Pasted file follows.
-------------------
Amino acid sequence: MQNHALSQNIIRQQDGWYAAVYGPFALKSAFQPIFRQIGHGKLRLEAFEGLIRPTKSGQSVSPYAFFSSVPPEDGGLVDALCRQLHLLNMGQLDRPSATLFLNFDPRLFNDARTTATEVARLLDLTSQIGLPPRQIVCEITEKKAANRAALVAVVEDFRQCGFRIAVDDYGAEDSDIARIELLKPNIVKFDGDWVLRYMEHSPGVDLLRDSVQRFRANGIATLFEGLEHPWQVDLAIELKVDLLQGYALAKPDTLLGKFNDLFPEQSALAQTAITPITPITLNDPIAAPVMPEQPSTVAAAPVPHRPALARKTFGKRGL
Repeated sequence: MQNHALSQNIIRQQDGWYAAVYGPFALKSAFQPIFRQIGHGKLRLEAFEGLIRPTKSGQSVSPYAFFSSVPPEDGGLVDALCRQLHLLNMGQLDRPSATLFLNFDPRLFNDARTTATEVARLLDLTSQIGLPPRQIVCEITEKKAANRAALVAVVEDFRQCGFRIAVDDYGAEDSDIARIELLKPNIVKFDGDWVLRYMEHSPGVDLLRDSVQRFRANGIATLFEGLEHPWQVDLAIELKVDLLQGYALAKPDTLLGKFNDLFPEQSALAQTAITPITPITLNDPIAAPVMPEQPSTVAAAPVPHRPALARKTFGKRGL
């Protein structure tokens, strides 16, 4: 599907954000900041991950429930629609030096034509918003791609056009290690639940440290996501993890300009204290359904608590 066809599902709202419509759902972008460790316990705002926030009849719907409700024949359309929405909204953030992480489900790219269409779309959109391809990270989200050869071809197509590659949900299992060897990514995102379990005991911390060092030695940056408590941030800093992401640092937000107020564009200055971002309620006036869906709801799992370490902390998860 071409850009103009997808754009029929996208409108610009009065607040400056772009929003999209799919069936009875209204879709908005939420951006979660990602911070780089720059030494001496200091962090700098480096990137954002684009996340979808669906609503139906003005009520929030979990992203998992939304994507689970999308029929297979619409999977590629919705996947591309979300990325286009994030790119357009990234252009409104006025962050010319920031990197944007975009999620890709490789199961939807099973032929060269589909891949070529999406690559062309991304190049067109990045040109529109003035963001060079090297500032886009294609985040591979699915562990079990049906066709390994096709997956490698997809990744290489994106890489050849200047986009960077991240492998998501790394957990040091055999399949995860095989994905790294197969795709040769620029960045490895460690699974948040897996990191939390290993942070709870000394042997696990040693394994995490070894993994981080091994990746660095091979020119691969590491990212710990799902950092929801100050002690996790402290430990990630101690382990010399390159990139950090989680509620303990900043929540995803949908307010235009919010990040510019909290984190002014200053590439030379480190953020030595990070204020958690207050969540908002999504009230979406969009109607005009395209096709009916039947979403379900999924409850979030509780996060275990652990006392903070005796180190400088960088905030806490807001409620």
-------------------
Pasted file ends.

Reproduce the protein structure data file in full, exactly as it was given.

Amino acid sequence: MQNHALSQNIIRQQDGWYAAVYGPFALKSAFQPIFRQIGHGKLRLEAFEGLIRPTKSGQSVSPYAFFSSVPPEDGGLVDALCRQLHLLNMGQLDRPSATLFLNFDPRLFNDARTTATEVARLLDLTSQIGLPPRQIVCEITEKKAANRAALVAVVEDFRQCGFRIAVDDYGAEDSDIARIELLKPNIVKFDGDWVLRYMEHSPGVDLLRDSVQRFRANGIATLFEGLEHPWQVDLAIELKVDLLQGYALAKPDTLLGKFNDLFPEQSALAQTAITPITPITLNDPIAAPVMPEQPSTVAAAPVPHRPALARKTFGKRGL
Repeated sequence: MQNHALSQNIIRQQDGWYAAVYGPFALKSAFQPIFRQIGHGKLRLEAFEGLIRPTKSGQSVSPYAFFSSVPPEDGGLVDALCRQLHLLNMGQLDRPSATLFLNFDPRLFNDARTTATEVARLLDLTSQIGLPPRQIVCEITEKKAANRAALVAVVEDFRQCGFRIAVDDYGAEDSDIARIELLKPNIVKFDGDWVLRYMEHSPGVDLLRDSVQRFRANGIATLFEGLEHPWQVDLAIELKVDLLQGYALAKPDTLLGKFNDLFPEQSALAQTAITPITPITLNDPIAAPVMPEQPSTVAAAPVPHRPALARKTFGKRGL
């Protein structure tokens, strides 16, 4: 599907954000900041991950429930629609030096034509918003791609056009290690639940440290996501993890300009204290359904608590 066809599902709202419509759902972008460790316990705002926030009849719907409700024949359309929405909204953030992480489900790219269409779309959109391809990270989200050869071809197509590659949900299992060897990514995102379990005991911390060092030695940056408590941030800093992401640092937000107020564009200055971002309620006036869906709801799992370490902390998860 071409850009103009997808754009029929996208409108610009009065607040400056772009929003999209799919069936009875209204879709908005939420951006979660990602911070780089720059030494001496200091962090700098480096990137954002684009996340979808669906609503139906003005009520929030979990992203998992939304994507689970999308029929297979619409999977590629919705996947591309979300990325286009994030790119357009990234252009409104006025962050010319920031990197944007975009999620890709490789199961939807099973032929060269589909891949070529999406690559062309991304190049067109990045040109529109003035963001060079090297500032886009294609985040591979699915562990079990049906066709390994096709997956490698997809990744290489994106890489050849200047986009960077991240492998998501790394957990040091055999399949995860095989994905790294197969795709040769620029960045490895460690699974948040897996990191939390290993942070709870000394042997696990040693394994995490070894993994981080091994990746660095091979020119691969590491990212710990799902950092929801100050002690996790402290430990990630101690382990010399390159990139950090989680509620303990900043929540995803949908307010235009919010990040510019909290984190002014200053590439030379480190953020030595990070204020958690207050969540908002999504009230979406969009109607005009395209096709009916039947979403379900999924409850979030509780996060275990652990006392903070005796180190400088960088905030806490807001409620």